The Huang He and flooding
More than 100 million people live along the banks of the Huang He. In some places the water level of the river is higher than the land. People have built dykes (mounds of earth) to try and stop the river from flooding. The river is often called "China's sorrow" because millions of people have been killed by flooding. In September 1887 the Huang He river burst its banks and destroyed 1500 towns and villages. One million people died. The flood was caused by weeks of heavy rain
The Yellow River, which runs through the Loess Plateau, carries about 1.6 billion tons of mud and silt a year. The second longest river in China and the muddiest in the world has a 37-kg silt content in every cubic meter of water. The figure rises to 300-500kg after heavy rain.
The 5,464-km-long river irrigates 20 million hectares of arable land and feeds more than 100 million people in northwest and north China.
The worst flood disaster in world history occurred in August, 1931 along the Huang He River in China and killed an estimated 3.7 million people. The world’s death toll from floods between 1966 and 1990 was 117,000 – an average of 4,680 persons per year (Lawford, et al., 1995).
The Yellow (Huang He) River is the second longest river in China. It has a total length of 5,464 kilometers. It is called the Yellow River because of its characteristic yellow muddy color.
What is more important is that until now the River has been advancing into the sea by creating new lands in 2-3 thousand meters per year.
Changes in the Yellow River Delta, 1989-2000
Cynthia A Evans, Earth & Imaging Sciences Lab, Lockheed-Martin Space Operations, NASA Johnson Space Center, Mail Code C23, 2400 NASA Rd 1, Houston, TX 77586, phone: 281-483-0519, fax: 281-483-2911, email@example.com, Michael T Lee, Hernandez Engineering, NASA Johnson Space Center, Houston, TX, and Julie A Robinson, Lockheed-Martin Space Operations, NASA Johnson Space Center, Houston, TX.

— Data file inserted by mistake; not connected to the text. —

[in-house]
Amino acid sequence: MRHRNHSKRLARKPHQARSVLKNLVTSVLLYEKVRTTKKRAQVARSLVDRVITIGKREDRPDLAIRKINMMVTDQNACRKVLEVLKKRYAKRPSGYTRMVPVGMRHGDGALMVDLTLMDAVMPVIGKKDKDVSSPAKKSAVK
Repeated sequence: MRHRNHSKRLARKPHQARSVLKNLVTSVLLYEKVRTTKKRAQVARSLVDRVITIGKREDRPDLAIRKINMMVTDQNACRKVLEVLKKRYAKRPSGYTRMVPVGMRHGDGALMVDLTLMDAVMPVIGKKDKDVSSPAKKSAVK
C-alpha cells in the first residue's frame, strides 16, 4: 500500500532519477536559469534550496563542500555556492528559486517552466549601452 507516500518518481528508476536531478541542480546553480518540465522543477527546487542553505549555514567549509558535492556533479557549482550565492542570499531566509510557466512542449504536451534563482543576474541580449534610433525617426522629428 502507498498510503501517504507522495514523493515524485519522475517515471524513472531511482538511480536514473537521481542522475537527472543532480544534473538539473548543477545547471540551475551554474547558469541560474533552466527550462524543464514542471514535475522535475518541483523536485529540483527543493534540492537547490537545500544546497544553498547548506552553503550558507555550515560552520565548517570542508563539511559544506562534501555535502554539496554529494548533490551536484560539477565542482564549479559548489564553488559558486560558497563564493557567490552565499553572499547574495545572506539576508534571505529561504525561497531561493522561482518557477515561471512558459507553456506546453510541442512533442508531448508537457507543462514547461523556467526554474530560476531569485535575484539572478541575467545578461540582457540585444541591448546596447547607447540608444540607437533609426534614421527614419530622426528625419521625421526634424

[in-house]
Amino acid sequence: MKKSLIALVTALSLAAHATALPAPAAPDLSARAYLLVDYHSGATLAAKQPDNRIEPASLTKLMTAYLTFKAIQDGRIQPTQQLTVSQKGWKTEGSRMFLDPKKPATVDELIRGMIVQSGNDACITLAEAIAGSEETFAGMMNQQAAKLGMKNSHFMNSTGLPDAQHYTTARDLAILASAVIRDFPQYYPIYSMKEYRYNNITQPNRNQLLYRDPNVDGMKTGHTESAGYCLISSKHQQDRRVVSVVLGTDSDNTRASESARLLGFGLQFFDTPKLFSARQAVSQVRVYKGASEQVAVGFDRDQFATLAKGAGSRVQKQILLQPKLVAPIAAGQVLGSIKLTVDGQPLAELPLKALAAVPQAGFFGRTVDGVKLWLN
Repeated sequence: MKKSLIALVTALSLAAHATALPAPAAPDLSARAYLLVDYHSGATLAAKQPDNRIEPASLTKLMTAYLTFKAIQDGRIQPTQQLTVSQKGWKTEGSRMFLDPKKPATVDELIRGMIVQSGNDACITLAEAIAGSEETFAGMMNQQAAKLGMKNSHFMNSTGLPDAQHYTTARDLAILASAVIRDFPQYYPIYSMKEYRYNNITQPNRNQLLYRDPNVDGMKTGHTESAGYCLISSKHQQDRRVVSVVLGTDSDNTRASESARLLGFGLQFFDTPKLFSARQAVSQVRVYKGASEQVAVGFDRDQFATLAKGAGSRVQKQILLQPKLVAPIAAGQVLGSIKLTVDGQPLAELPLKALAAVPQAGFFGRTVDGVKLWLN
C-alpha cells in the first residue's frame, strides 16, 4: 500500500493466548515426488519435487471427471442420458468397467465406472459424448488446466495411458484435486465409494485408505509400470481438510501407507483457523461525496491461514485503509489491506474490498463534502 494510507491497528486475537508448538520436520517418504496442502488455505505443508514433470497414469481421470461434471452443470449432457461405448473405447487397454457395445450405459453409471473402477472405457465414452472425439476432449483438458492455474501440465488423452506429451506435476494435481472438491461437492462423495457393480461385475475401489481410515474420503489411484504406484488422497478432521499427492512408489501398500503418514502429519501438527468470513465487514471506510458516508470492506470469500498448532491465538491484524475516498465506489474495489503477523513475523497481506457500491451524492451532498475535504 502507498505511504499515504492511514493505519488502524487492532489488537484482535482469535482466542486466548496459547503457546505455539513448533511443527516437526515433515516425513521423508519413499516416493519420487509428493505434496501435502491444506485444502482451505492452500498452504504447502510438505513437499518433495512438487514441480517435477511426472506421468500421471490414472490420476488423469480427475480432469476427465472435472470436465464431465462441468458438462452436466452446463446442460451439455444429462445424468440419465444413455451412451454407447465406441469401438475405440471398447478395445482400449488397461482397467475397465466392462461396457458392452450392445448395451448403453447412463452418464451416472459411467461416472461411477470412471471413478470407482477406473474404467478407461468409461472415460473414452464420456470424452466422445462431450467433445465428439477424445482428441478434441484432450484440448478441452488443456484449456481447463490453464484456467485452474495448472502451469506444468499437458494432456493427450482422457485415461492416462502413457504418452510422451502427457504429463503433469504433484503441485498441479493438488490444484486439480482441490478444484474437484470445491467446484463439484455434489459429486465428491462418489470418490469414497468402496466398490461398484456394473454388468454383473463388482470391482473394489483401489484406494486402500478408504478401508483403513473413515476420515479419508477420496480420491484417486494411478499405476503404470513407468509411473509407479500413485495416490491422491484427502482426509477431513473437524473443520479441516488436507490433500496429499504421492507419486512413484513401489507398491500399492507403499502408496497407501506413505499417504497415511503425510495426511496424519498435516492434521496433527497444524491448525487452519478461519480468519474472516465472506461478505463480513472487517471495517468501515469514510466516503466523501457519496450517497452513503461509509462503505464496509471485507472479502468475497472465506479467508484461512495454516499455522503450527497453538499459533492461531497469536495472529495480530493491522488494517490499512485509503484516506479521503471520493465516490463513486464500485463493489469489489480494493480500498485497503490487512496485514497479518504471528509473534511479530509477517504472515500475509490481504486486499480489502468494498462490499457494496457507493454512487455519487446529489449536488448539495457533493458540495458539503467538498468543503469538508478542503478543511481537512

China’s Yellow River Delta is one of the fastest changing coastlines on Earth. Two factors contribute to the changes: 1) the river carries a heavy sediment load, leading to clogged channels and frequent river course changes; 2) the river is heavily engineered and water is oversubscribed, resulting in little flow to the coast in recent years.
Dramatic changes in the tip of the Yellow River delta were documented by astronauts on the Space Shuttle between 1989 and 2000. Over this time, several hundred square kilometers accreted and eroded from the coast. The delta grew nearly 400 km2 between 1989 and 1995, then began eroding back. Between 1995 and 1997, the delta area eroded back about 255 km2. In 1997 a new channel was cut near the tip of the delta. From 1997 to February 2000, the delta tip again grew nearly 100 km2.
Using the Yellow River delta as an example, we will discuss how remote sensing and image analysis of astronaut photographs are efficient strategies for examining regional changes like coastline evolution. Photographs collected by astronauts were assembled in a time series of images demonstrating both the scale and specific locations of coastal change. The images were referenced to standard maps, allowing for quantitative measurements of changes.
Documentation of delta changes will continue from the International Space Station. We are targeting several rapidly changing coastlines in southeast Asia, including the Yellow River Delta.
Z.S. Yang, J.D. Milliman, J.Galler, J.P. Liu, and X.G. Sun, 1998. Yellow River's Water and Sediment Discharge Decreasing Steadily, EOS, Vol.79, No. 48. (SEE HARD COPY).
STS079-784-035 Yellow River Mouth, China September 1996 Considered to be one of the most silt-laden rivers in the world, the mouth of the Yellow River can be seen in this southwest-looking view. The Yellow River discharges over one billon tons of sediment each year into the Gulf of Bohai (bottom portion of the image). The delta of the Yellow River is being extended into the gulf steadily at a rate of one mile (1.6 km) a year, adding roughly 14 sq. miles (40 sq. km) of land in the process. The river rises in the Kunlun Mountains of western China and flows generally eastward 3000 miles (4830 km) before emptying into the Gulf of Bohai. The Yellow River is the second longest river in China and one of the longest rivers in the world. The river’s middle course is considered to be where Chinese civilization had its beginnings. The delta is used extensively for agriculture. Near the center of the image, the small commercial city of Dongying is discernible. To the east (left) of the city is the Shengli Oilfield, the second largest oilfield in China.
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